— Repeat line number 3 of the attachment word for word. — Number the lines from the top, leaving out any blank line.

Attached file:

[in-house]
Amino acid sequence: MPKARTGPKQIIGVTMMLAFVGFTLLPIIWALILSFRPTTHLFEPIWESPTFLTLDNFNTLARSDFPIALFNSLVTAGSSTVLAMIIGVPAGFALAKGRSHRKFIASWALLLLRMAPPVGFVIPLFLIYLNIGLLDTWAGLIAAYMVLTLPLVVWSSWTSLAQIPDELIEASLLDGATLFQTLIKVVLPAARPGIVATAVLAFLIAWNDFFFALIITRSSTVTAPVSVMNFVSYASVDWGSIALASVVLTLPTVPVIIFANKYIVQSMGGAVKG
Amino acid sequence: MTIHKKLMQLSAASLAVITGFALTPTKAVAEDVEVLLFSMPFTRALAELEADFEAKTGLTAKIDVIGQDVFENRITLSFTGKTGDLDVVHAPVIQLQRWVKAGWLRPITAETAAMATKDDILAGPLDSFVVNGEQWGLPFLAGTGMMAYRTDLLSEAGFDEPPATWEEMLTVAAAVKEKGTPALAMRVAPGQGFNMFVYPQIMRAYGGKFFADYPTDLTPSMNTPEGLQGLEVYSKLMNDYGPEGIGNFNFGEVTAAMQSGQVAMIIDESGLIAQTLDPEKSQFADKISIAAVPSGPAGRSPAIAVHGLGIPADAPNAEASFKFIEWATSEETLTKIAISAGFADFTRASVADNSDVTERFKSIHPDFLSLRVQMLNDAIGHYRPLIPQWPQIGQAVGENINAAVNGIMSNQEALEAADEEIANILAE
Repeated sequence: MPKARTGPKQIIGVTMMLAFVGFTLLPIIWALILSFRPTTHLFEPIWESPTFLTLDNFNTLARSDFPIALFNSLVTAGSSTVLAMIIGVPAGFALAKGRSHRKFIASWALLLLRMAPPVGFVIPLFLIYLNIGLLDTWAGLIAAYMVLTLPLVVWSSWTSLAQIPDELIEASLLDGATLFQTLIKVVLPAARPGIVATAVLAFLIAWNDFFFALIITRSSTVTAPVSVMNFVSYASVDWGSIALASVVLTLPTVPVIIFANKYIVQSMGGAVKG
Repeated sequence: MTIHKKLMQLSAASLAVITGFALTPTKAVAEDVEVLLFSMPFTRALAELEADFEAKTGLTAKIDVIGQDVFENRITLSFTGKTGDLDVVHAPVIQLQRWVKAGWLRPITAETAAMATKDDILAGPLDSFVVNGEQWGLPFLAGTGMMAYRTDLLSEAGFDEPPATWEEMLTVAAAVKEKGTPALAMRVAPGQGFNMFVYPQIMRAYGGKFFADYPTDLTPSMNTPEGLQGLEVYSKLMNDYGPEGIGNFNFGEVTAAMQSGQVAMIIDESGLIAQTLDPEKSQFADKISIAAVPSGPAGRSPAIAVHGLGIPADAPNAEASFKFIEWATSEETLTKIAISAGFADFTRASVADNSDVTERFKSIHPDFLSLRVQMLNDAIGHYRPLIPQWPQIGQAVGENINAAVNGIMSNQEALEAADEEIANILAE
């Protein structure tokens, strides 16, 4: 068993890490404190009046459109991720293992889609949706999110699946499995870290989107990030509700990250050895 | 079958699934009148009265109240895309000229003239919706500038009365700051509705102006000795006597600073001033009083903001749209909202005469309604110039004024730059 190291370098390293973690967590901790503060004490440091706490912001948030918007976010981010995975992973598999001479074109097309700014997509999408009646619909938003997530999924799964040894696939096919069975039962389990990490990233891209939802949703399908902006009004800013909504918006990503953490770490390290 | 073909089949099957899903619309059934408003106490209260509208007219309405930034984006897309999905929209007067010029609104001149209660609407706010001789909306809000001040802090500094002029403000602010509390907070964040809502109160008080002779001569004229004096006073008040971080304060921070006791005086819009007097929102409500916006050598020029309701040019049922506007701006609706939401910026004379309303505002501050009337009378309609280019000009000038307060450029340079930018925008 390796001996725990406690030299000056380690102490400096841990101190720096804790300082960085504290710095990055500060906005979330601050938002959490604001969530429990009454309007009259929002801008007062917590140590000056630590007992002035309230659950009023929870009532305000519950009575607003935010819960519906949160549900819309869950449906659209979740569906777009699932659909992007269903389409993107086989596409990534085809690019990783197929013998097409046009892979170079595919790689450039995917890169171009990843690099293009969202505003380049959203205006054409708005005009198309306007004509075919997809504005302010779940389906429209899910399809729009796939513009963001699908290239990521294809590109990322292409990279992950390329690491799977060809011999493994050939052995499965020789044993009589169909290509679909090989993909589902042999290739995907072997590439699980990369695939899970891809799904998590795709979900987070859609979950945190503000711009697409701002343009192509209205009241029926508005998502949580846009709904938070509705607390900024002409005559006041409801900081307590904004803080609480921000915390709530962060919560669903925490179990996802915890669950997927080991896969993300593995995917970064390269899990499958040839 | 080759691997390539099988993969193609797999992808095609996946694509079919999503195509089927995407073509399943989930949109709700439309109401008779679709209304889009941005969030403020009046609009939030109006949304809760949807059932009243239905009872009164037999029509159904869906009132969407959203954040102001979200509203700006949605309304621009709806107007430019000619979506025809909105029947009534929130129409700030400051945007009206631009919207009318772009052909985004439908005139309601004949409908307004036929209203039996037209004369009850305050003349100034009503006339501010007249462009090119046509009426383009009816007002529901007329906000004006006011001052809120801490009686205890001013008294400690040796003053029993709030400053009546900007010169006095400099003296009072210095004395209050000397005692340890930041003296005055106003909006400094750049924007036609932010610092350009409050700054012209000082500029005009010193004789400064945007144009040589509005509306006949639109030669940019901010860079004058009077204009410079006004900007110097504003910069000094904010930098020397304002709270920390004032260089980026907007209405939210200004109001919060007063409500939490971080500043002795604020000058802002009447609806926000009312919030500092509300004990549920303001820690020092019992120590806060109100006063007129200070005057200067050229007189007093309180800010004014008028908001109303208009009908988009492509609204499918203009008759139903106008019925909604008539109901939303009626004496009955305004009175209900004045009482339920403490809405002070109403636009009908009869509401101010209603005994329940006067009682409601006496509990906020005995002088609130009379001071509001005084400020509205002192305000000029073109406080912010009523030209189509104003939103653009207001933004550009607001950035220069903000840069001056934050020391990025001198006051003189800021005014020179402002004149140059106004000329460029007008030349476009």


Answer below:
Amino acid sequence: MTIHKKLMQLSAASLAVITGFALTPTKAVAEDVEVLLFSMPFTRALAELEADFEAKTGLTAKIDVIGQDVFENRITLSFTGKTGDLDVVHAPVIQLQRWVKAGWLRPITAETAAMATKDDILAGPLDSFVVNGEQWGLPFLAGTGMMAYRTDLLSEAGFDEPPATWEEMLTVAAAVKEKGTPALAMRVAPGQGFNMFVYPQIMRAYGGKFFADYPTDLTPSMNTPEGLQGLEVYSKLMNDYGPEGIGNFNFGEVTAAMQSGQVAMIIDESGLIAQTLDPEKSQFADKISIAAVPSGPAGRSPAIAVHGLGIPADAPNAEASFKFIEWATSEETLTKIAISAGFADFTRASVADNSDVTERFKSIHPDFLSLRVQMLNDAIGHYRPLIPQWPQIGQAVGENINAAVNGIMSNQEALEAADEEIANILAE